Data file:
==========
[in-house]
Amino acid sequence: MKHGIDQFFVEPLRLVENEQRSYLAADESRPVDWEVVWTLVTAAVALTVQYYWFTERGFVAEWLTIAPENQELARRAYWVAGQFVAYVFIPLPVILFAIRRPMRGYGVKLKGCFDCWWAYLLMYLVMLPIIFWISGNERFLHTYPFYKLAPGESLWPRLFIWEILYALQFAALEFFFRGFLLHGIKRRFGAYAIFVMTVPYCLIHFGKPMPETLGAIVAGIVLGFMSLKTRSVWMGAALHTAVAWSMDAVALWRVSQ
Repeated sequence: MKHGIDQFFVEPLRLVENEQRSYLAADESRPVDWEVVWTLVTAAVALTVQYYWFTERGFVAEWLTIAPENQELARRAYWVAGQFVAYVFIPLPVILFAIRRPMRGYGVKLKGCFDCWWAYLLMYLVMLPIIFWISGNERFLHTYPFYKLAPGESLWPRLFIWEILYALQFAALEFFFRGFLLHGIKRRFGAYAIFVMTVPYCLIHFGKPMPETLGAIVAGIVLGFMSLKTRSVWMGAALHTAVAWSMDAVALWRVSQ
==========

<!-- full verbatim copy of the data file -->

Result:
[in-house]
Amino acid sequence: MKHGIDQFFVEPLRLVENEQRSYLAADESRPVDWEVVWTLVTAAVALTVQYYWFTERGFVAEWLTIAPENQELARRAYWVAGQFVAYVFIPLPVILFAIRRPMRGYGVKLKGCFDCWWAYLLMYLVMLPIIFWISGNERFLHTYPFYKLAPGESLWPRLFIWEILYALQFAALEFFFRGFLLHGIKRRFGAYAIFVMTVPYCLIHFGKPMPETLGAIVAGIVLGFMSLKTRSVWMGAALHTAVAWSMDAVALWRVSQ
Repeated sequence: MKHGIDQFFVEPLRLVENEQRSYLAADESRPVDWEVVWTLVTAAVALTVQYYWFTERGFVAEWLTIAPENQELARRAYWVAGQFVAYVFIPLPVILFAIRRPMRGYGVKLKGCFDCWWAYLLMYLVMLPIIFWISGNERFLHTYPFYKLAPGESLWPRLFIWEILYALQFAALEFFFRGFLLHGIKRRFGAYAIFVMTVPYCLIHFGKPMPETLGAIVAGIVLGFMSLKTRSVWMGAALHTAVAWSMDAVALWRVSQ